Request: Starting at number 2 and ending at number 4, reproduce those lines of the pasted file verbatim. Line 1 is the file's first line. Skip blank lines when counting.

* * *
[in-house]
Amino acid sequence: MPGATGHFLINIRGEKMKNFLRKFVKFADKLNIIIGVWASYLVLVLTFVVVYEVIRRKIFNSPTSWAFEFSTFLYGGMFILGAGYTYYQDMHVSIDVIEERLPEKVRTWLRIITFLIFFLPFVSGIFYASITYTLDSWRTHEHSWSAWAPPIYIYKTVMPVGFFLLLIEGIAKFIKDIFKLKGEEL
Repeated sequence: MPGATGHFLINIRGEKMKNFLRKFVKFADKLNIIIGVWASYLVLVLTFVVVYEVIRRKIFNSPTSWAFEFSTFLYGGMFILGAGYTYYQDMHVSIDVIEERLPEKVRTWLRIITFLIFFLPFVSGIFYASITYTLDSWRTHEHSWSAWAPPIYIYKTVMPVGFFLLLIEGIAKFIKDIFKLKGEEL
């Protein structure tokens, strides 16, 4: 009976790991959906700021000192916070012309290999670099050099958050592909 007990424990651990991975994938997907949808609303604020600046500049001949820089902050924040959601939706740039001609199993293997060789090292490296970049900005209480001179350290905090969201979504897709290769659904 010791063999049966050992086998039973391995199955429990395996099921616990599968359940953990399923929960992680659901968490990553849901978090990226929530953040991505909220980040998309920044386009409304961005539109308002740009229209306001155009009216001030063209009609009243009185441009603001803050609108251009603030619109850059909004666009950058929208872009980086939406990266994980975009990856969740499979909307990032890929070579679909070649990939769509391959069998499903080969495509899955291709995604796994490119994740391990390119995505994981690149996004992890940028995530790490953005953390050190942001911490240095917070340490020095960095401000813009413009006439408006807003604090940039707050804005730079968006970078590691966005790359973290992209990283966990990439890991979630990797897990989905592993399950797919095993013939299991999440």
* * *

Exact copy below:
Amino acid sequence: MPGATGHFLINIRGEKMKNFLRKFVKFADKLNIIIGVWASYLVLVLTFVVVYEVIRRKIFNSPTSWAFEFSTFLYGGMFILGAGYTYYQDMHVSIDVIEERLPEKVRTWLRIITFLIFFLPFVSGIFYASITYTLDSWRTHEHSWSAWAPPIYIYKTVMPVGFFLLLIEGIAKFIKDIFKLKGEEL
Repeated sequence: MPGATGHFLINIRGEKMKNFLRKFVKFADKLNIIIGVWASYLVLVLTFVVVYEVIRRKIFNSPTSWAFEFSTFLYGGMFILGAGYTYYQDMHVSIDVIEERLPEKVRTWLRIITFLIFFLPFVSGIFYASITYTLDSWRTHEHSWSAWAPPIYIYKTVMPVGFFLLLIEGIAKFIKDIFKLKGEEL
């Protein structure tokens, strides 16, 4: 009976790991959906700021000192916070012309290999670099050099958050592909 007990424990651990991975994938997907949808609303604020600046500049001949820089902050924040959601939706740039001609199993293997060789090292490296970049900005209480001179350290905090969201979504897709290769659904 010791063999049966050992086998039973391995199955429990395996099921616990599968359940953990399923929960992680659901968490990553849901978090990226929530953040991505909220980040998309920044386009409304961005539109308002740009229209306001155009009216001030063209009609009243009185441009603001803050609108251009603030619109850059909004666009950058929208872009980086939406990266994980975009990856969740499979909307990032890929070579679909070649990939769509391959069998499903080969495509899955291709995604796994490119994740391990390119995505994981690149996004992890940028995530790490953005953390050190942001911490240095917070340490020095960095401000813009413009006439408006807003604090940039707050804005730079968006970078590691966005790359973290992209990283966990990439890991979630990797897990989905592993399950797919095993013939299991999440």